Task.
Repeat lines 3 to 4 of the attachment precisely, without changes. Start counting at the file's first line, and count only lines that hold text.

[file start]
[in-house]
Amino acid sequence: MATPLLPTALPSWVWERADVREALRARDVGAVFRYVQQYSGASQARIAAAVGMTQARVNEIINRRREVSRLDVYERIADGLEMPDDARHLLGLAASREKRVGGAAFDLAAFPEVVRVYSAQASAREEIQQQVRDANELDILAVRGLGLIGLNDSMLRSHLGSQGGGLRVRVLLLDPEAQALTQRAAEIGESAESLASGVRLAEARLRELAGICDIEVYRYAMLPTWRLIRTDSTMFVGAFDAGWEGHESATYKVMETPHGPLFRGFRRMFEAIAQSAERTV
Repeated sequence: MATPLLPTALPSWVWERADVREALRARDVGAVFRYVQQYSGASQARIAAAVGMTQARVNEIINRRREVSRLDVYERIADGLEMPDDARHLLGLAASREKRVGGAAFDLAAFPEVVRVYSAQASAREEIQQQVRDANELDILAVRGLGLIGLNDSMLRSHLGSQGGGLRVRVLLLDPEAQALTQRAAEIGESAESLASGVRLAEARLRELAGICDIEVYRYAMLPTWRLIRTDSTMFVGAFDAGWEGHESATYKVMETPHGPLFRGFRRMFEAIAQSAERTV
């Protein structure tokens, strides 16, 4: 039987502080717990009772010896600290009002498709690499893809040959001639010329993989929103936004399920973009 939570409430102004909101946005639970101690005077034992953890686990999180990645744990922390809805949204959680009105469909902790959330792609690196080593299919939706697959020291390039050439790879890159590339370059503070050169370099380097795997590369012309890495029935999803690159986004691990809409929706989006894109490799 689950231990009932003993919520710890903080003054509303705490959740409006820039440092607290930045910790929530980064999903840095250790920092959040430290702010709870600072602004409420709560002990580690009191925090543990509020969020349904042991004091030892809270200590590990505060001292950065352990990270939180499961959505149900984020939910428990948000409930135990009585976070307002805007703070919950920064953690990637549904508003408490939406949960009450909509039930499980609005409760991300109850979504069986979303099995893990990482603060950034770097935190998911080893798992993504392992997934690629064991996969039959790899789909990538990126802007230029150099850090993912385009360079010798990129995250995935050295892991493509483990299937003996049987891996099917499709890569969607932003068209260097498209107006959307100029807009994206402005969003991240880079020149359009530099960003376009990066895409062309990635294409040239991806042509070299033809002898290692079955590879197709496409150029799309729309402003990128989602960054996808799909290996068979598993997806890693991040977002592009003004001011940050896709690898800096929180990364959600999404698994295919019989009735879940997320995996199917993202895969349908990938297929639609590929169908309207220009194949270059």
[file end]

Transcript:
Repeated sequence: MATPLLPTALPSWVWERADVREALRARDVGAVFRYVQQYSGASQARIAAAVGMTQARVNEIINRRREVSRLDVYERIADGLEMPDDARHLLGLAASREKRVGGAAFDLAAFPEVVRVYSAQASAREEIQQQVRDANELDILAVRGLGLIGLNDSMLRSHLGSQGGGLRVRVLLLDPEAQALTQRAAEIGESAESLASGVRLAEARLRELAGICDIEVYRYAMLPTWRLIRTDSTMFVGAFDAGWEGHESATYKVMETPHGPLFRGFRRMFEAIAQSAERTV
């Protein structure tokens, strides 16, 4: 039987502080717990009772010896600290009002498709690499893809040959001639010329993989929103936004399920973009 939570409430102004909101946005639970101690005077034992953890686990999180990645744990922390809805949204959680009105469909902790959330792609690196080593299919939706697959020291390039050439790879890159590339370059503070050169370099380097795997590369012309890495029935999803690159986004691990809409929706989006894109490799 689950231990009932003993919520710890903080003054509303705490959740409006820039440092607290930045910790929530980064999903840095250790920092959040430290702010709870600072602004409420709560002990580690009191925090543990509020969020349904042991004091030892809270200590590990505060001292950065352990990270939180499961959505149900984020939910428990948000409930135990009585976070307002805007703070919950920064953690990637549904508003408490939406949960009450909509039930499980609005409760991300109850979504069986979303099995893990990482603060950034770097935190998911080893798992993504392992997934690629064991996969039959790899789909990538990126802007230029150099850090993912385009360079010798990129995250995935050295892991493509483990299937003996049987891996099917499709890569969607932003068209260097498209107006959307100029807009994206402005969003991240880079020149359009530099960003376009990066895409062309990635294409040239991806042509070299033809002898290692079955590879197709496409150029799309729309402003990128989602960054996808799909290996068979598993997806890693991040977002592009003004001011940050896709690898800096929180990364959600999404698994295919019989009735879940997320995996199917993202895969349908990938297929639609590929169908309207220009194949270059």